T.E.R:R.A.I.N - Taranaki Educational Resource: Research, Analysis and Information Network

Turtle (Green) Chelonia mydas

Kingdom: Animalia
Phylum: Chordata
Class: Reptilia
Order: Testudines
Suborder: Cryptodira
Family: Cheloniidae
Subfamily: Cheloniinae
Genus: Chelonia
Species: C. mydas
Binomial name: Chelonia mydas
Common names: Green turtle, Black sea turtle, Pacific green turtle

Chelonia mydas is a large sea turtle whose range extends throughout tropical and subtropical seas around the world. 
Chelonia mydas is the commonest of the five species of turtles that visit New Zealand’s waters. The other four species are Caretta caretta (Loggerhead), Dermochelys coriacea (Leatherback), Dermochelys mydas (Hawksbill) and Lepidochelys olivacea (Olive ridley).
Some Green turtles spend a part of their life cycle around the north of the of the North Island, with individuals regularly seen in Tom Bowling Bay and Rangaunu Harbour and at the Poor Knights Islands. Though they are concentrated around the upper North Island, they have washed up on beaches as far south as Stewart Island.
The common name ‘Green turtle’ comes from the green, subdermal fat found beneath its round carapace (upper portion of the shell). Adults weight >130kg and have a body length of >1.2m. An adult carapace consists of four lateral overlapping scutes and it is an olive or brown with more or less distinct brown rays. The plastron (the lower shell) consists of four scutes and is yellowish white. Their tail is short.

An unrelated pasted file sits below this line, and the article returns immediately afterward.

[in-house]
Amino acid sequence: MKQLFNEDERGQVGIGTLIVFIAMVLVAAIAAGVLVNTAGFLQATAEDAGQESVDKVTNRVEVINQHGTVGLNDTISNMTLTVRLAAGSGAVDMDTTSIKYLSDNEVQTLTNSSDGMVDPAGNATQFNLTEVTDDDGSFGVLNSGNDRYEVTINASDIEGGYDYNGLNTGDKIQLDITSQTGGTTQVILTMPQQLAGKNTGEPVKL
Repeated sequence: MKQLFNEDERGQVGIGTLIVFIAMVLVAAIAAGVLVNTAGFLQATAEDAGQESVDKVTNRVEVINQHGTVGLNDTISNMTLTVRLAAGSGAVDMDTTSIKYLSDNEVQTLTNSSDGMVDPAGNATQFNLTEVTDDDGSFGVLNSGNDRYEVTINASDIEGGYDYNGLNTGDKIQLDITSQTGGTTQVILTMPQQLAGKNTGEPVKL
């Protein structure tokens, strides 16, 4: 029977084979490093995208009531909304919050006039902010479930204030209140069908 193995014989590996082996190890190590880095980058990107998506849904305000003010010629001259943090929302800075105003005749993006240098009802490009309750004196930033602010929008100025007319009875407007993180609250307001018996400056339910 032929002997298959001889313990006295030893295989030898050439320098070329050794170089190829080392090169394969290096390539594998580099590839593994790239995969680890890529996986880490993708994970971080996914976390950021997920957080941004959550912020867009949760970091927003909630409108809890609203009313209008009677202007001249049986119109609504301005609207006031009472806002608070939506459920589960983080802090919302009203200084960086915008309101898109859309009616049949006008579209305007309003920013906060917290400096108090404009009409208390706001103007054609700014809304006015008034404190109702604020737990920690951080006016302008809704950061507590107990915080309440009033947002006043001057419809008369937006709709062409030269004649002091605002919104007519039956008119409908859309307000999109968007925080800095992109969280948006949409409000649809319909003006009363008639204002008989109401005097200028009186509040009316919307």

Green turtles have a hooked beak that covers the bones of the jaw. Their jaws are short and serrated to properly rip and tear plants apart. They are the only herbivorous turtle, feeding mostly on seagrasses, algae and mangroves. They also eat fish and their eggs, jellyfish, sponges and various shellfish.

Green sea turtles migrate long distances between feeding grounds and hatching on tropical beaches. Females crawl out on beaches, dig nests and lay eggs during the night. Later, hatchlings emerge and scramble into the water. Those that reach maturity may live to 80 years in the wild.
Green turtles are IUCN listed as Endangered (population decreasing). Coastal development and overharvesting by humans, propeller strike are thought to be the main causes of their decline. Some also die by ingesting plastic bags, as rubbish collects easily in the shallow harbours where they feed.
In New Zealand, sea turtles, are protected under the Wildlife Act 1953. This means it is illegal to kill or harass any species of sea turtle within New Zealand's Territorial Sea or Exclusive Economic Zone. It is also illegal to possess a sea turtle, or any part of a sea turtle without a permit issued under the Wildlife Act, or evidence that it was legally imported into New Zealand or was in your possession prior to the commencement of the Wildlife Act (1 April 1954).

The non-hooked beak.

Diagram of a green turtle

Thanks to Wikipedia for text and information: https://creativecommons.org/licenses/by-sa/3.0/